Secondary Cancer Types and Causes

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The term secondary cancer may be used to refer to either a second primary cancer or to cancer that has spread from one part of the body to another (metastatic cancer). In this discussion, we will not talk about metastatic cancer, but only a second primary cancer.

Treatments for cancer such as chemotherapy and radiation can extend life, but these treatments are themselves carcinogenic (can cause cancer). While the benefits of these treatments usually greatly outweigh the risk, it's important for people to be aware of the possibility. Second primary cancers are seen most commonly in people who have chemotherapy or radiation at a young age, such as for Hodgkin lymphoma or breast cancer. Learn about other treatments that may also raise the risk.

Woman undergoing chemotherapy
KatarzynaBialasiewicz / Getty Images


It's important to make yet another distinction with secondary cancers. If someone develops a second cancer, it could be for a few reasons. One, and the one we will discuss here is a second cancer that results because of the cancer-causing effects of treatments we use for cancer.

Another way in which the term secondary cancer or second primary cancer is sometimes used is when someone develops a second cancer — either in the location of the first cancer or elsewhere — that is not related to the treatments of the first cancer. These are fairly common as whatever predisposed someone to develop cancer in the first place may be responsible for the later development of a second cancer. This is referred to as the concept of "shared risk factors."​

Related to Previous Cancer Treatment

Second cancers related to treatments from a previous cancer are not common, but certainly, do occur. We know that many chemotherapy drugs, in addition to killing cancer cells, have the ability to cause cancer by damaging the DNA in normal cells. The same is true of radiation therapy.

To understand this, it can help to talk about how chemotherapy and radiation therapy work. These treatments often work by causing "oxidative damage" to the genetic material in cells. The reason they are used with cancer is that cancer cells, in general, divide more rapidly than healthy cells, and this damage is thus more likely to occur in cancer cells. The term oxidative simply means that a reaction occurs that requires the presence of oxygen.

A way to further understand this damage — and to understand how cancer may develop both initially and in response to cancer treatments, is to look at this reaction. We hear a lot about antioxidants. Antioxidants work by stopping this reaction. For this reason, people are often advised to avoid antioxidants during cancer treatment — you don't want to protect cancer cells from damage. 

The damage from chemotherapy and radiation therapy can, however, affect the DNA of normal cells. In time, this damage may result in these normal cells becoming cancer cells. When that happens, another cancer develops.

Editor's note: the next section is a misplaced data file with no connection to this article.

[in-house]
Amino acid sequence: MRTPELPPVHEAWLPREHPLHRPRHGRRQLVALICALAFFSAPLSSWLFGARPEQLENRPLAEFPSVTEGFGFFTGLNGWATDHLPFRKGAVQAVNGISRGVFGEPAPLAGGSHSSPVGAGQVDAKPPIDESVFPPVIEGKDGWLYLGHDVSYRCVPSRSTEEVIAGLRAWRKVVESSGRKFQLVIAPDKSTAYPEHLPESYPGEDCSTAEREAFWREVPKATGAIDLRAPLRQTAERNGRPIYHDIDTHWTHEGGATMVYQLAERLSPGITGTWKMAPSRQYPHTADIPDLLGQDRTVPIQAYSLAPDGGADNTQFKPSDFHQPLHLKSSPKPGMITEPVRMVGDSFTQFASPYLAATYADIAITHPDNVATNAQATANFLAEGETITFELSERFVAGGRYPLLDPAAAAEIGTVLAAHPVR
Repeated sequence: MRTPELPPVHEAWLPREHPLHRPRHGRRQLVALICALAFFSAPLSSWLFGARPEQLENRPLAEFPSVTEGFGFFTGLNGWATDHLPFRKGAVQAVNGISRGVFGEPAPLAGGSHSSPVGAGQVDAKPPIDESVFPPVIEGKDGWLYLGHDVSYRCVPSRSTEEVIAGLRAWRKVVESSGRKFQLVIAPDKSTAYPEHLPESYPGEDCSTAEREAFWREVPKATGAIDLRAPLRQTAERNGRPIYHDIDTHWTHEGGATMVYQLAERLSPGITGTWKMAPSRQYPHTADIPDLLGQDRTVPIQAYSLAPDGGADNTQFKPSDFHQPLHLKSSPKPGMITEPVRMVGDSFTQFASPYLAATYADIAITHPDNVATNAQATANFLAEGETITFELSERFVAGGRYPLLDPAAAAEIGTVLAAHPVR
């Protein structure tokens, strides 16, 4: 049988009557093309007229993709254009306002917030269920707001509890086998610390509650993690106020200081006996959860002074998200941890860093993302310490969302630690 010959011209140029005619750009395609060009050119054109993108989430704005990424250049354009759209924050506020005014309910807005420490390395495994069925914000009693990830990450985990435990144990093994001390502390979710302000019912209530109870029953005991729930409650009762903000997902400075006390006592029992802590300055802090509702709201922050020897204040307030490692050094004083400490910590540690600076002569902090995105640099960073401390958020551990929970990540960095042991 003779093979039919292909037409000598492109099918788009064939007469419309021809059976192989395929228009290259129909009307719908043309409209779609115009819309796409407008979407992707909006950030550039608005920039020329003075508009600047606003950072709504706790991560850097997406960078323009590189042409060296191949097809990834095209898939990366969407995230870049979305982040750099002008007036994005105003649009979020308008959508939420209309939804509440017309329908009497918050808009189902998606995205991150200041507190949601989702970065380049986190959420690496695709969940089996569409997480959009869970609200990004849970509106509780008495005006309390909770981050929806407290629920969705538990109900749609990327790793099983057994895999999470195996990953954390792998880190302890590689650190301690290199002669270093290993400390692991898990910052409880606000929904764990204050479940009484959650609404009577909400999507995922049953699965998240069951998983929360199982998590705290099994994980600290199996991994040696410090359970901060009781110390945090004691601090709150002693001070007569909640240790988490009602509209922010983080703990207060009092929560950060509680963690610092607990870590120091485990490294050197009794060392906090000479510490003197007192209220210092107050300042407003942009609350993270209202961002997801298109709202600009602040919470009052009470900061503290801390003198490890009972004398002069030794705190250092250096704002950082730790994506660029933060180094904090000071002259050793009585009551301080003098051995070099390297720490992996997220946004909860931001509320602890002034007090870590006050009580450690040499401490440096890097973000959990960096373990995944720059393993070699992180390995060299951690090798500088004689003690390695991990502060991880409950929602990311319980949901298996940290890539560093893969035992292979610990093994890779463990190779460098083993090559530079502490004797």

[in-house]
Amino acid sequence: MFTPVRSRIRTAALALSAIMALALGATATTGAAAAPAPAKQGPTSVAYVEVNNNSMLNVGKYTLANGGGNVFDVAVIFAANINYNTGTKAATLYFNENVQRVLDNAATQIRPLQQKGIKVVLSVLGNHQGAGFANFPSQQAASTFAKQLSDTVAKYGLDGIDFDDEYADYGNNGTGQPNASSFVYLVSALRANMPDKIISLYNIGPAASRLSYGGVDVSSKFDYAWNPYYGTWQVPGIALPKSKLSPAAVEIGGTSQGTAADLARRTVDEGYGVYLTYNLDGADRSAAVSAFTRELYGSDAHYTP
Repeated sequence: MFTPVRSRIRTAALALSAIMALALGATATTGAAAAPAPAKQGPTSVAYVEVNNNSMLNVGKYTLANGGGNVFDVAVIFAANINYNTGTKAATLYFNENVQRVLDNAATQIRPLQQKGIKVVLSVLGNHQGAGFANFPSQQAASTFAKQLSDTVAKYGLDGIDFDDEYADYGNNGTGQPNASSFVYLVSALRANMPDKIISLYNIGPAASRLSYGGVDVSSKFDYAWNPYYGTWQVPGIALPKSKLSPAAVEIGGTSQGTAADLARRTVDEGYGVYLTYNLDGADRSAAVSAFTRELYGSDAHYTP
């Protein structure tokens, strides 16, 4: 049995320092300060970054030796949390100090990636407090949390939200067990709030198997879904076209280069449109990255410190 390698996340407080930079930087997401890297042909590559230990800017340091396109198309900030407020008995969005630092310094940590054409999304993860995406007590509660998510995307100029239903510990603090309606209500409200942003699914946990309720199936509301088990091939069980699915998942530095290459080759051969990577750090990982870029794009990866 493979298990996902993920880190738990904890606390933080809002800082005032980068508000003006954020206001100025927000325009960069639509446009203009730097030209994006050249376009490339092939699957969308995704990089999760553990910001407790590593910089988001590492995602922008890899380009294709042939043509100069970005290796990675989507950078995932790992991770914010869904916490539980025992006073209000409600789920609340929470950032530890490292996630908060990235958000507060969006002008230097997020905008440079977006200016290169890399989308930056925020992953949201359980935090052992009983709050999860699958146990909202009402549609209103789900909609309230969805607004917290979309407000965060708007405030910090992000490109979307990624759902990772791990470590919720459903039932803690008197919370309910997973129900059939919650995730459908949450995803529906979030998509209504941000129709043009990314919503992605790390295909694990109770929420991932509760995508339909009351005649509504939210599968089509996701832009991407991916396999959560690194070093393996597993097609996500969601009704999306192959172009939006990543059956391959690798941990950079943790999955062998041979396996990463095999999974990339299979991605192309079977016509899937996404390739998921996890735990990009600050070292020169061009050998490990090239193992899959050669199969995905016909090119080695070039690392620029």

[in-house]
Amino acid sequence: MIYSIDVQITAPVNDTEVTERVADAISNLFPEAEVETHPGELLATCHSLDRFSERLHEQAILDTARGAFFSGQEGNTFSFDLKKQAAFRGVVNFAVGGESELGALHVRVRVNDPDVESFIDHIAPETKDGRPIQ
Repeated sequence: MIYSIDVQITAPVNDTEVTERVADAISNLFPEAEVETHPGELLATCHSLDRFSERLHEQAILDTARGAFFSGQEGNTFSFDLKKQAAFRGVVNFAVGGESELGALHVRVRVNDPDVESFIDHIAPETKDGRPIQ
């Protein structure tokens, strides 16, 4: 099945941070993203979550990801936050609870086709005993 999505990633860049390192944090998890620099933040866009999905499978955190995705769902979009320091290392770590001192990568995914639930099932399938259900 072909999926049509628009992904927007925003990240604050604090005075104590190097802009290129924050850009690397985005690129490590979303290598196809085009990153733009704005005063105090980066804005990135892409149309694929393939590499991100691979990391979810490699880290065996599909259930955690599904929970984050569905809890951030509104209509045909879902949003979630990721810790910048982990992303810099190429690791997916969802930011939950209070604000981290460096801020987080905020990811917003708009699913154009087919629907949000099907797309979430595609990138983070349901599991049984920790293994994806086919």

After Radiation Treatment

We first began to see evidence of secondary cancer in people who had been exposed to radiation treatment. The risk of a secondary cancer from radiation depends upon:

  • The dose of radiation
  • The area exposed to radiation
  • The age of the patients
  • How much time has passed since the radiation treatments

The risk of secondary cancers from radiation therapy is improving as there is less "scatter" with newer techniques than in older techniques, meaning that less tissue is exposed. Still, there is an increased risk of a secondary cancer from radiation therapy after a mastectomy.

After Chemotherapy

Secondary cancers may occur after chemotherapy, with the most common cancer being leukemia. Drugs which are more likely to cause leukemia include alkylating agents, the platinum drugs, and topoisomerase inhibitors.

Some targeted therapy drugs may increase the risk of developing a secondary cancer as well.

After Targeted Therapy

Some targeted therapy drugs may increase the risk of developing a secondary cancer as well, specifically those designed to attack the BRAF protein (BRAF inhibitors). BRAF inhibitors are often used to treat metastatic melanoma and may be used to treat some people with non-small cell lung cancer as well. In the setting of metastatic cancer, concern over a secondary cancer is small, though this risk may become of greater concern if BRAF inhibitors are used in earlier stages of cancer (as adjuvant therapy) in the future.

After Stem Cell Transplants

Stem cell transplant patients have a high risk of secondary cancers. This can be related both to radiation and high dose chemotherapy drugs before the transplant, and the immunosuppressive drugs that are needed to prevent rejection after the transplant.

Risk of Secondary Cancers

The risk of secondary cancers varies considerably between different cancer types. Those at greatest risk are people who develop cancer at a young age (partly due to many years after treatment in which these cancers may develop). An example is Hodgkin lymphoma, a cancer that often occurs in adolescents or young adults and has a high survival rate. People who were treated for Hodgkin lymphoma are thought to have a 20 percent to 30 percent risk of developing a secondary cancer. While treatment has improved greatly, such as better localization of radiation so that fewer normal cells are damaged, a high rate of secondary cancers persists.

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Additional Reading

By Lynne Eldridge, MD
 Lynne Eldrige, MD, is a lung cancer physician, patient advocate, and award-winning author of "Avoiding Cancer One Day at a Time."